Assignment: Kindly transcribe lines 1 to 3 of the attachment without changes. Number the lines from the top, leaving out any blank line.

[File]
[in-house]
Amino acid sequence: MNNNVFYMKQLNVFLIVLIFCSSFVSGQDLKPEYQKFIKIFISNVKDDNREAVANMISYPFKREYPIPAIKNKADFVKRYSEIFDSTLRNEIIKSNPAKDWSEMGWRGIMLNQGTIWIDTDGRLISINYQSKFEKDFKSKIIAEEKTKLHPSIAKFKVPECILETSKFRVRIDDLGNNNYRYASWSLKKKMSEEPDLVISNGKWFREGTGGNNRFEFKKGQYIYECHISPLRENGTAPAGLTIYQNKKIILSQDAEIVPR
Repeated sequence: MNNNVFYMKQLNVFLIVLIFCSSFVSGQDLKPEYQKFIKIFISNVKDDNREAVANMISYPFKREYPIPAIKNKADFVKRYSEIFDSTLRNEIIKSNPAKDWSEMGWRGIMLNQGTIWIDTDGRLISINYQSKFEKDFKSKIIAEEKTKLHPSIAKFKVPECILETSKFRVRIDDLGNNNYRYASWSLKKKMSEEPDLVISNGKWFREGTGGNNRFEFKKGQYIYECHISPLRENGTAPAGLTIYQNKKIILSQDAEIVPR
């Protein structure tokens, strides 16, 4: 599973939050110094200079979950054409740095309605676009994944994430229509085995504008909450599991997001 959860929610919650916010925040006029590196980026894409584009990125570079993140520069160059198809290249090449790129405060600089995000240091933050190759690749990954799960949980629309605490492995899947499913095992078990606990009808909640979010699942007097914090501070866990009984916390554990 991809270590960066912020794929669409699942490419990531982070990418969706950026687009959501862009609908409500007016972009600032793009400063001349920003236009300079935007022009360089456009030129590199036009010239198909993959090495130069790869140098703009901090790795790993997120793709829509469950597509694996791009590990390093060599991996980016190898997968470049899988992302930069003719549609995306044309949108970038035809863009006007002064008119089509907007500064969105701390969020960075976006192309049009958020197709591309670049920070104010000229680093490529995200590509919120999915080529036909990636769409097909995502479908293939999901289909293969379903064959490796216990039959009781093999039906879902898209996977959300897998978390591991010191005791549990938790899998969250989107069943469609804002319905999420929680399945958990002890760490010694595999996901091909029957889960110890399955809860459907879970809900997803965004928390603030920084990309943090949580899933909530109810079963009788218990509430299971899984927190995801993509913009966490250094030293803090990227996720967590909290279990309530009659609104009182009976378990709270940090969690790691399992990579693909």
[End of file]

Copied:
[in-house]
Amino acid sequence: MNNNVFYMKQLNVFLIVLIFCSSFVSGQDLKPEYQKFIKIFISNVKDDNREAVANMISYPFKREYPIPAIKNKADFVKRYSEIFDSTLRNEIIKSNPAKDWSEMGWRGIMLNQGTIWIDTDGRLISINYQSKFEKDFKSKIIAEEKTKLHPSIAKFKVPECILETSKFRVRIDDLGNNNYRYASWSLKKKMSEEPDLVISNGKWFREGTGGNNRFEFKKGQYIYECHISPLRENGTAPAGLTIYQNKKIILSQDAEIVPR
Repeated sequence: MNNNVFYMKQLNVFLIVLIFCSSFVSGQDLKPEYQKFIKIFISNVKDDNREAVANMISYPFKREYPIPAIKNKADFVKRYSEIFDSTLRNEIIKSNPAKDWSEMGWRGIMLNQGTIWIDTDGRLISINYQSKFEKDFKSKIIAEEKTKLHPSIAKFKVPECILETSKFRVRIDDLGNNNYRYASWSLKKKMSEEPDLVISNGKWFREGTGGNNRFEFKKGQYIYECHISPLRENGTAPAGLTIYQNKKIILSQDAEIVPR